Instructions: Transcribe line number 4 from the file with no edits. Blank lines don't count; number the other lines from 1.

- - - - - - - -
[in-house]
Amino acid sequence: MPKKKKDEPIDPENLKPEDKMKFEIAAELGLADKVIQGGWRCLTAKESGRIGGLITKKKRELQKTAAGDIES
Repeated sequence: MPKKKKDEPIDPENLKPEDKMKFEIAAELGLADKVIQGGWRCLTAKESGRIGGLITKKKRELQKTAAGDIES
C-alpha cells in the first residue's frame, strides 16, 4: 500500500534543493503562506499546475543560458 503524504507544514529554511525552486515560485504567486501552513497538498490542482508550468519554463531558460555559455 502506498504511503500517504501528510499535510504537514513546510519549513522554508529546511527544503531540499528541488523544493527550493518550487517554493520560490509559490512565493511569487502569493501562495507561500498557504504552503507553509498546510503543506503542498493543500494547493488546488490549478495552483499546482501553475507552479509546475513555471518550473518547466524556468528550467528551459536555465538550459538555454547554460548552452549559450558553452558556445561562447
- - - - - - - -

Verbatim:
C-alpha cells in the first residue's frame, strides 16, 4: 500500500534543493503562506499546475543560458 503524504507544514529554511525552486515560485504567486501552513497538498490542482508550468519554463531558460555559455 502506498504511503500517504501528510499535510504537514513546510519549513522554508529546511527544503531540499528541488523544493527550493518550487517554493520560490509559490512565493511569487502569493501562495507561500498557504504552503507553509498546510503543506503542498493543500494547493488546488490549478495552483499546482501553475507552479509546475513555471518550473518547466524556468528550467528551459536555465538550459538555454547554460548552452549559450558553452558556445561562447